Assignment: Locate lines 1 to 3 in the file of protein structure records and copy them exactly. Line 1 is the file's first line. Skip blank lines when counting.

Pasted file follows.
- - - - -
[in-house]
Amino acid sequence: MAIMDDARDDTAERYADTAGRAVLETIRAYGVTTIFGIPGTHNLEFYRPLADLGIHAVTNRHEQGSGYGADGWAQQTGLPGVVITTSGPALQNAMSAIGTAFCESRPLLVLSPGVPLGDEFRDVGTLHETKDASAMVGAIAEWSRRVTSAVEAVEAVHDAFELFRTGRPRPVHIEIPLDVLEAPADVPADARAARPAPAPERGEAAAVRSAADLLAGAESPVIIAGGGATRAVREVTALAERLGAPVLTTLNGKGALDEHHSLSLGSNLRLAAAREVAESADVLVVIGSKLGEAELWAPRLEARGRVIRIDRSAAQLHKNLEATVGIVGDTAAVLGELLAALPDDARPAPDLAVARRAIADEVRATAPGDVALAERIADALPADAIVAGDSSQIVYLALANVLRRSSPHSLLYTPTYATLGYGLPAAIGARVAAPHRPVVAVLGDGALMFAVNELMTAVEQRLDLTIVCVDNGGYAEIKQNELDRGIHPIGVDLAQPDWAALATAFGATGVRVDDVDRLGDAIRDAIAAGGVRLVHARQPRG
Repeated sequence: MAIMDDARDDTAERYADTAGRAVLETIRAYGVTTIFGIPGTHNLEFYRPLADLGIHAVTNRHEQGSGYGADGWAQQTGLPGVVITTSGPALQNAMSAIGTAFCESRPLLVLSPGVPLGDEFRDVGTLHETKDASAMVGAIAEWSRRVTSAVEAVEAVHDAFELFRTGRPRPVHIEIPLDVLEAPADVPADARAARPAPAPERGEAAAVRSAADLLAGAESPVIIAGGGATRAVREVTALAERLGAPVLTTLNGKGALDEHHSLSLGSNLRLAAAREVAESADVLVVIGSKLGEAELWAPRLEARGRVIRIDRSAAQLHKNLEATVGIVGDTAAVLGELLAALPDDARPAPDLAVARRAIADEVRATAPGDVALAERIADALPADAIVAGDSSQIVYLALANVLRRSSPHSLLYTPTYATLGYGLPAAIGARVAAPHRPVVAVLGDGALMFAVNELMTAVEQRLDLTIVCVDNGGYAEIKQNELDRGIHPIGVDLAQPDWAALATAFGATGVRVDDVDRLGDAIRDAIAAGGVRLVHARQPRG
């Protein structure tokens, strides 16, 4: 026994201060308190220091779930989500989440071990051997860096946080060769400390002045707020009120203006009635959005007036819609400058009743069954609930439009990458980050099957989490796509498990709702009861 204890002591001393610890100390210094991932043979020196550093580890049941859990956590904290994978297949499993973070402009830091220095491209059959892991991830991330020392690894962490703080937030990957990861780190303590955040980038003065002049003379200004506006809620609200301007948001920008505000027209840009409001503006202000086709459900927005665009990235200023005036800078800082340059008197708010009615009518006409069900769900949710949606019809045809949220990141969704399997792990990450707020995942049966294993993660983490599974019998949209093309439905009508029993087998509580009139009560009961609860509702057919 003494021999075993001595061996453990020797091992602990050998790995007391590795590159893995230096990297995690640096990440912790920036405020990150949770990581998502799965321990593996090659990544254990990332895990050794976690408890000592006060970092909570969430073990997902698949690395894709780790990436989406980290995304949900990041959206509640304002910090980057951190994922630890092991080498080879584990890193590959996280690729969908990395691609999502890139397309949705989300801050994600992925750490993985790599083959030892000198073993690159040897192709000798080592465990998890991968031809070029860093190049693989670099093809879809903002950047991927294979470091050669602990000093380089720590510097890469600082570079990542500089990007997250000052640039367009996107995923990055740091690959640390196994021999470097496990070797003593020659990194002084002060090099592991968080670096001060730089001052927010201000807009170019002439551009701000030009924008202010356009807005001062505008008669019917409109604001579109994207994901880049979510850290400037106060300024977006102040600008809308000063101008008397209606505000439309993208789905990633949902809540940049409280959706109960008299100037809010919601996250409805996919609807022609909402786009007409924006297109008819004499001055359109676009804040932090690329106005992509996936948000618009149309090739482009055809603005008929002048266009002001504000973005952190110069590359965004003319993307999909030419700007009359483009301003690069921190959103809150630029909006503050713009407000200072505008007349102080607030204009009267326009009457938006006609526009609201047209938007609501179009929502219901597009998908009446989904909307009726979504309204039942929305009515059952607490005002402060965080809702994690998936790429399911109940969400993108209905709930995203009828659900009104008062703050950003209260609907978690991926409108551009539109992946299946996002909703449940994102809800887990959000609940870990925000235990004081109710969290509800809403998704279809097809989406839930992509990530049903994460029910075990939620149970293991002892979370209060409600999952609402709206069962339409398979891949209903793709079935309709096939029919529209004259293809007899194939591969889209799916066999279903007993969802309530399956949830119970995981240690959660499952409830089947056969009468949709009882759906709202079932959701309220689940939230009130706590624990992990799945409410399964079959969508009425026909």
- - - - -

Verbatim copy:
[in-house]
Amino acid sequence: MAIMDDARDDTAERYADTAGRAVLETIRAYGVTTIFGIPGTHNLEFYRPLADLGIHAVTNRHEQGSGYGADGWAQQTGLPGVVITTSGPALQNAMSAIGTAFCESRPLLVLSPGVPLGDEFRDVGTLHETKDASAMVGAIAEWSRRVTSAVEAVEAVHDAFELFRTGRPRPVHIEIPLDVLEAPADVPADARAARPAPAPERGEAAAVRSAADLLAGAESPVIIAGGGATRAVREVTALAERLGAPVLTTLNGKGALDEHHSLSLGSNLRLAAAREVAESADVLVVIGSKLGEAELWAPRLEARGRVIRIDRSAAQLHKNLEATVGIVGDTAAVLGELLAALPDDARPAPDLAVARRAIADEVRATAPGDVALAERIADALPADAIVAGDSSQIVYLALANVLRRSSPHSLLYTPTYATLGYGLPAAIGARVAAPHRPVVAVLGDGALMFAVNELMTAVEQRLDLTIVCVDNGGYAEIKQNELDRGIHPIGVDLAQPDWAALATAFGATGVRVDDVDRLGDAIRDAIAAGGVRLVHARQPRG
Repeated sequence: MAIMDDARDDTAERYADTAGRAVLETIRAYGVTTIFGIPGTHNLEFYRPLADLGIHAVTNRHEQGSGYGADGWAQQTGLPGVVITTSGPALQNAMSAIGTAFCESRPLLVLSPGVPLGDEFRDVGTLHETKDASAMVGAIAEWSRRVTSAVEAVEAVHDAFELFRTGRPRPVHIEIPLDVLEAPADVPADARAARPAPAPERGEAAAVRSAADLLAGAESPVIIAGGGATRAVREVTALAERLGAPVLTTLNGKGALDEHHSLSLGSNLRLAAAREVAESADVLVVIGSKLGEAELWAPRLEARGRVIRIDRSAAQLHKNLEATVGIVGDTAAVLGELLAALPDDARPAPDLAVARRAIADEVRATAPGDVALAERIADALPADAIVAGDSSQIVYLALANVLRRSSPHSLLYTPTYATLGYGLPAAIGARVAAPHRPVVAVLGDGALMFAVNELMTAVEQRLDLTIVCVDNGGYAEIKQNELDRGIHPIGVDLAQPDWAALATAFGATGVRVDDVDRLGDAIRDAIAAGGVRLVHARQPRG